The north-eastern district was the Academics Quarter. Located here was the Constabulary, the local tax-payed city guard, which kept peace amongst the merchants and the scholars. However, the three primary structures which dominated this district were the Colleges of Magic, the University of Mordheim, and the Library of Mordheim. Separating the three was an oasis for poets and thinkers alike – the Steinhardt Memorial Gardens, founded by Count Steinhardt in an attempt to keep the masses pleased in his tight-fisted rule.

To the north-west was Mordheim’s lavish Rich Quarter – an area of lavish estates and manors. Protecting the noble elite of Mordheim was the private army housed atop a hill at the Raven Barracks, which was well supplied by the privately funded armor and stables nearby. Here Count Steinhardt built his grand palace amongst well-bred society, a palace to dwarf their manors. Keeping the rich hearts and coin-purses near to heart was the Temple of Sigmar, located within the Rich Quarter, but near enough to the Poor Quarter to not raise outcry. Fate however had it that the twin-tailed comet was destined to punish the most decadent of those within Mordheim – the rich, as the comet crashed directly into the Rich Quarter obliterating a third of the manors as they sunk into a vast crater.

Lastly in the south-west lay the refuse of society, the Poor Quarter. These flea infested slums were an unfortunate effect of urbanized society, but they served their purpose. Lining the fringes of the Poor Quarter and isolating it from the other more well-to-do segments of population were various taverns and trade inns. Along the main road from the Quayside was Wench Alley, a portion of the Poor Quarter bathed in red lanterns and known for its prostitutes. Centrally located in the Poor District was the Executioner’s Square, a constant reminder to the poor of their place in society. Those of the poor who were not destined for execution often found their way into the cells of the Goul, an imposing prison looming above the Poor District casting its shadow upon the hopes of the poor. Atop a hill opposite the Goul was the Temple of Morr and situated between the two structures was the St. Voller Cemetary. Where the priests of Morr tended to the poor in death, the Sisters of Sigmar, located at their convent on The Rock, tended to the poor in life. Either way, the Poor District isolated the wretches of society and tended to their needs enough to keep them happy and healthy, but left the shadow of death and punishment loom over them as to quell any aspirations of grandeur.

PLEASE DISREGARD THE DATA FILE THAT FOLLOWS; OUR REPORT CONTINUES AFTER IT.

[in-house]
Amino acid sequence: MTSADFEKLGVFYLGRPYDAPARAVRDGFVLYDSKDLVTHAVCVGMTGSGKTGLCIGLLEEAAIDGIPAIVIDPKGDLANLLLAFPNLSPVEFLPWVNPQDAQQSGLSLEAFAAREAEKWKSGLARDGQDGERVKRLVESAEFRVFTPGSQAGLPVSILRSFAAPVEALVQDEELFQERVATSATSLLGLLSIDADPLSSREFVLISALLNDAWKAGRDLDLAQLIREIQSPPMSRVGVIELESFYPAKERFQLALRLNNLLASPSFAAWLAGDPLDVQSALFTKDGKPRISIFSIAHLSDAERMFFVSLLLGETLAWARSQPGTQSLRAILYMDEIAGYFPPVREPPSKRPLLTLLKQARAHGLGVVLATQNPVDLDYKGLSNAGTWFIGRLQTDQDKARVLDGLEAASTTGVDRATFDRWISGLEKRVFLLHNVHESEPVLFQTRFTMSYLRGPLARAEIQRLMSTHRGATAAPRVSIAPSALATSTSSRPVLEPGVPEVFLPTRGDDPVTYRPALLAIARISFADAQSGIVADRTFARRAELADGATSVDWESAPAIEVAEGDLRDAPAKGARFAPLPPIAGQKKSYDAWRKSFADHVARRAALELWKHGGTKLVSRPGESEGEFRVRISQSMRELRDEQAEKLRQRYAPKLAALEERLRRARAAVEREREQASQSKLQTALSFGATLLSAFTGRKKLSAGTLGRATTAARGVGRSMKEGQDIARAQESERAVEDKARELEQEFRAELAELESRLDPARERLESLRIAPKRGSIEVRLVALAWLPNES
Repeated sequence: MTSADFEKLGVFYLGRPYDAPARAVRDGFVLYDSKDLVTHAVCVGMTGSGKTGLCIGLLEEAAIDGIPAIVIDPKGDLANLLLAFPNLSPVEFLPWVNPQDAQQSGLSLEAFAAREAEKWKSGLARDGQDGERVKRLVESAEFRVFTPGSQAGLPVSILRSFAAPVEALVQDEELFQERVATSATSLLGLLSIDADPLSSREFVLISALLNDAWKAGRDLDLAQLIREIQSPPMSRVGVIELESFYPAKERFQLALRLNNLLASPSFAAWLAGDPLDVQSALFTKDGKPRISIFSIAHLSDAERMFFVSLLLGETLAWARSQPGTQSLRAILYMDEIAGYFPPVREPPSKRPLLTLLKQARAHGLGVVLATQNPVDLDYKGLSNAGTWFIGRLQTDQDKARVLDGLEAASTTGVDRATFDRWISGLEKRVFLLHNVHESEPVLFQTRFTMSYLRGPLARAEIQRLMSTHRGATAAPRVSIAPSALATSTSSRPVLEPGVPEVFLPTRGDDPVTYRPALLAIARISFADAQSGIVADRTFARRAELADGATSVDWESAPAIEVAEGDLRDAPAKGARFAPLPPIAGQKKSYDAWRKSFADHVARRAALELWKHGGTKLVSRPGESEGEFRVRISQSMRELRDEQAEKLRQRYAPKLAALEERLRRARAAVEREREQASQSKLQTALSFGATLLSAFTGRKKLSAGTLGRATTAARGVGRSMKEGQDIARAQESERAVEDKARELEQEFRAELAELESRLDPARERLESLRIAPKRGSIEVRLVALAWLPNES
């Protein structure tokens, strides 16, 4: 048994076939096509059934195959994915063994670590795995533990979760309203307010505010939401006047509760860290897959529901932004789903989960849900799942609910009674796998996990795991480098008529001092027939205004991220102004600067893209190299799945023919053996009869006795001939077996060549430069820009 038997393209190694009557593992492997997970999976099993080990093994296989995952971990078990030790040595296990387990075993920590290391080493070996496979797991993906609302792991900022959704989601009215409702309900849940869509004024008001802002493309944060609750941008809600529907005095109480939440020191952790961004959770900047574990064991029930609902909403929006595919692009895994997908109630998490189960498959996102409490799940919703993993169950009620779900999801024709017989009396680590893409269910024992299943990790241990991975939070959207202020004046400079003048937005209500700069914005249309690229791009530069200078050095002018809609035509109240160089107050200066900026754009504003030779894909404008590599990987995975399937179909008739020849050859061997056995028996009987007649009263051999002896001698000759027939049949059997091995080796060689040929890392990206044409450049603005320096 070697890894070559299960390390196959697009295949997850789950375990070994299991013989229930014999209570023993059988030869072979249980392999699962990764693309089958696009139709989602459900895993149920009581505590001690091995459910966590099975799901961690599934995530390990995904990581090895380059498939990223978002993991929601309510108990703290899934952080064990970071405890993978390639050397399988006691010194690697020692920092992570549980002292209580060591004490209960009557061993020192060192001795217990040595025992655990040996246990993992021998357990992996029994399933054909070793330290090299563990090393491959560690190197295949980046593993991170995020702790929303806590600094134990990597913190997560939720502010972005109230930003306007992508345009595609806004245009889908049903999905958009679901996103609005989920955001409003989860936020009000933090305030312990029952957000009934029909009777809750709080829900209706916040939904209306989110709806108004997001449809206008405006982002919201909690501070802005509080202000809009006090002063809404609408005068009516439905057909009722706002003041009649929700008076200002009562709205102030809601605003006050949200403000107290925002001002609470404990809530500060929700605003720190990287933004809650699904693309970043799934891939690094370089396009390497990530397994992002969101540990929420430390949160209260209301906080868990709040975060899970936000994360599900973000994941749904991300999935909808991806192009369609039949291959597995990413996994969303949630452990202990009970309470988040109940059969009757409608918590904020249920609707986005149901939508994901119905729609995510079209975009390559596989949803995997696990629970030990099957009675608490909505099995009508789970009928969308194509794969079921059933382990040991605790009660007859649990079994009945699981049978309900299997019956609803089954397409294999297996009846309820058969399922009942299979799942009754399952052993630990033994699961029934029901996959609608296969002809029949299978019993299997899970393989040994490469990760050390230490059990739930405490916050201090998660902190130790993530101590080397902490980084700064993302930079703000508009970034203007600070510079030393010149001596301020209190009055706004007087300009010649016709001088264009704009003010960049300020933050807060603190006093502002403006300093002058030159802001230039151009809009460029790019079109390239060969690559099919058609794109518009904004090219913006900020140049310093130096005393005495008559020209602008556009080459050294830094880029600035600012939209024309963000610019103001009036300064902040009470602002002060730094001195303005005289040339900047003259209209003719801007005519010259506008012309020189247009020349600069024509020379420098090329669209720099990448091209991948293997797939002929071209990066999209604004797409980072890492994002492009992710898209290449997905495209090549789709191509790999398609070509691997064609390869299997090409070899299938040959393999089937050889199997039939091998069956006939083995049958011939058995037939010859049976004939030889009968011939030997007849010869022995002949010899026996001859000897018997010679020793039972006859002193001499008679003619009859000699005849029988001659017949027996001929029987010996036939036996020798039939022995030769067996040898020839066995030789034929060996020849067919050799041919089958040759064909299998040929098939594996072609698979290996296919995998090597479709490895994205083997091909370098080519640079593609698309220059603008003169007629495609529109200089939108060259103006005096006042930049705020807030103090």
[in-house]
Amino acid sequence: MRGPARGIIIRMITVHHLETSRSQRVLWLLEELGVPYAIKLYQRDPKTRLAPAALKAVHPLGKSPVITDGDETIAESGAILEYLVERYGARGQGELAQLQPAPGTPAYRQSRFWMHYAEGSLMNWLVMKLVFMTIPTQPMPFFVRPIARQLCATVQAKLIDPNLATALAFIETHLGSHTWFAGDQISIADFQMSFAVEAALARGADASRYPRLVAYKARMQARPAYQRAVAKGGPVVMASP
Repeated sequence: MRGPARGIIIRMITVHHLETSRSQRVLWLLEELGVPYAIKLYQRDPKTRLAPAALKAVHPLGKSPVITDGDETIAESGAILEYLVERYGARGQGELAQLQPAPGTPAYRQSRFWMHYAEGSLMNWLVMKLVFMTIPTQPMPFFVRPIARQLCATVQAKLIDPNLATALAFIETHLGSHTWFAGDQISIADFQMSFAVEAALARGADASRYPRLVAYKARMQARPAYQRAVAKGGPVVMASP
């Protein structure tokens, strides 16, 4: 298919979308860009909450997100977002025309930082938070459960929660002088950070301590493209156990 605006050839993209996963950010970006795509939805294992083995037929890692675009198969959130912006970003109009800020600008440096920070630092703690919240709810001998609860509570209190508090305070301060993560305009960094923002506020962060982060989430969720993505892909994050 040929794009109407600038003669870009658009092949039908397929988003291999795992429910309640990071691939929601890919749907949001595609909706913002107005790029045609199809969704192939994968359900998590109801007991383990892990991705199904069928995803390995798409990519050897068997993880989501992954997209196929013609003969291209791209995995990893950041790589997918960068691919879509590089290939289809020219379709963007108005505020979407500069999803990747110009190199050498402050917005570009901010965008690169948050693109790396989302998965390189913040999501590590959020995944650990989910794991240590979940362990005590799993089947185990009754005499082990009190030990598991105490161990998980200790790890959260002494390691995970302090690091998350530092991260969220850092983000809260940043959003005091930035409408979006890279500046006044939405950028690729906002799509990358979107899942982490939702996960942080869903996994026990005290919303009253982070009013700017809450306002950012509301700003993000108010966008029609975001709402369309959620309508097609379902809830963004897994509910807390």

Mordheim, once a vibrant city, now a shadow of its former past. The stench of death clings to its walls and despair floods its streets. But in the Age of Reckoning the forces of Chaos seek to disturb this cursed city; to what ends it is unknown. Where there was once life, there is now death, but death has a strange way of revisiting its lairs. Who will meet death in the streets of the damned?